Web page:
In my Customer Service Excellence training, I start with a module on how customers rate service. We look at interesting statistics, such as that for every customer complaint, there are 26 others who have remained silent… and that it takes 12 positive service experiences to make up for one negative one!
We also consider the types of factors customers use in evaluating service – the reliability of your service and products; their confidence in your company’s ability to handle problems; your professionalism, empathy and responsiveness. The reality is that all of us have pretty high standards. If we think in terms of a report card, getting a “C” means you met expectations. To move to a “B” means you need to exceed expectations and an “A” means you need to be delighting the recipient of your product or services. So if I call your company and you do what I expect – no more, no less – you’re average.
Let me share a story I told a recent class that shows how you can move up and down the scale of the report card in a single call. Five years ago, I called the phone company to cancel my father’s land line after he passed away. When I advised the representative I needed to cancel a phone number, he didn’t ask why (failure #1) but instead immediately began sharing some different pricing options so they could keep the business. When I explained why the phone was being cancelled, he apologized for my loss and for having tried to sell services that weren’t needed (recouped some lost ground). Regrettably he had to transfer me and he wasn’t able to do a warm transfer for which he apologized (nice he apologized; still annoying to have to go through the request again).
When I talked to the next rep, I learned from what happened and this time I said I needed to cancel a phone line and why. The rep immediately expressed her sympathy for my loss (nice touch). But it’s after this moment that the call became memorable. She pulled up the phone number and there was moment of silence and then she said, “Oh, wow. This number has been in service a long time. Was this your childhood phone number?” When I responded yes, she said, “Well, this must have been a difficult call to make. I’m going to take care of this quickly for you.”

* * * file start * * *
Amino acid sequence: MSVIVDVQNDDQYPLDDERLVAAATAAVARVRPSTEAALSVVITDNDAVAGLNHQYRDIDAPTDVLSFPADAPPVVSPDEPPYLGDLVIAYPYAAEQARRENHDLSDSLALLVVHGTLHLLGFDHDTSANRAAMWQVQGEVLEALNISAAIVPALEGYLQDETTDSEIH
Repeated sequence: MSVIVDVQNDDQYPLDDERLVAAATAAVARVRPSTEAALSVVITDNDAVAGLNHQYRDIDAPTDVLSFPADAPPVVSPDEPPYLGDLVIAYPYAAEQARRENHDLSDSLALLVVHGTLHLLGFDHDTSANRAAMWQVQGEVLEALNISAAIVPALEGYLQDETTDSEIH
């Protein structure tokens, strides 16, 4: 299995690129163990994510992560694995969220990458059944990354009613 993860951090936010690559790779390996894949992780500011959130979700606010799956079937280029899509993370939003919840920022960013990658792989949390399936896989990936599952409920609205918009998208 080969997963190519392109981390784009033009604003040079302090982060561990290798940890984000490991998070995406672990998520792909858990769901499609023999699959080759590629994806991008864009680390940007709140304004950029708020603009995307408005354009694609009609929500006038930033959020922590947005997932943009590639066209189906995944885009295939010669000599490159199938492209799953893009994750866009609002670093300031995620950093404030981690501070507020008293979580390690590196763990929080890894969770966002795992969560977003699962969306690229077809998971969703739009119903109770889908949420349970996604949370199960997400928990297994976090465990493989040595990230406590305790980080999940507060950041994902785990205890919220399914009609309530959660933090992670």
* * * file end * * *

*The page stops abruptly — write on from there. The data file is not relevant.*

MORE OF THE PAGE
This empathetic customer service service rep took me from being a bit annoyed to being startled by someone’s ability to comprehend the personal dimension of what it meant to handle a seemingly simple task. And she was right: it was sad to cancel out a life-long number that I had memorized as a little girl and dialed for decades afterwards.
Was canceling out this phone number a difficult task for the phone company? No. Would a person expect something memorable to happen when contacting a company to handle this? No. Did something memorable happen? Yes. One person’s ability to look at the length of time that the number was in service and apply what that might mean to me as the person calling took something mundane and made it extraordinary.
If your company could benefit from customer service training that helps your service representatives take an interaction from satisfactory to service that exceeds expectations, please email me and we’ll discuss your needs.
Ann Potts is President of Executive Performance Fuel, LLC, a premier resource for personal branding, training and leadership development. Ann works with individuals and companies who are growth-oriented and committed to ongoing development.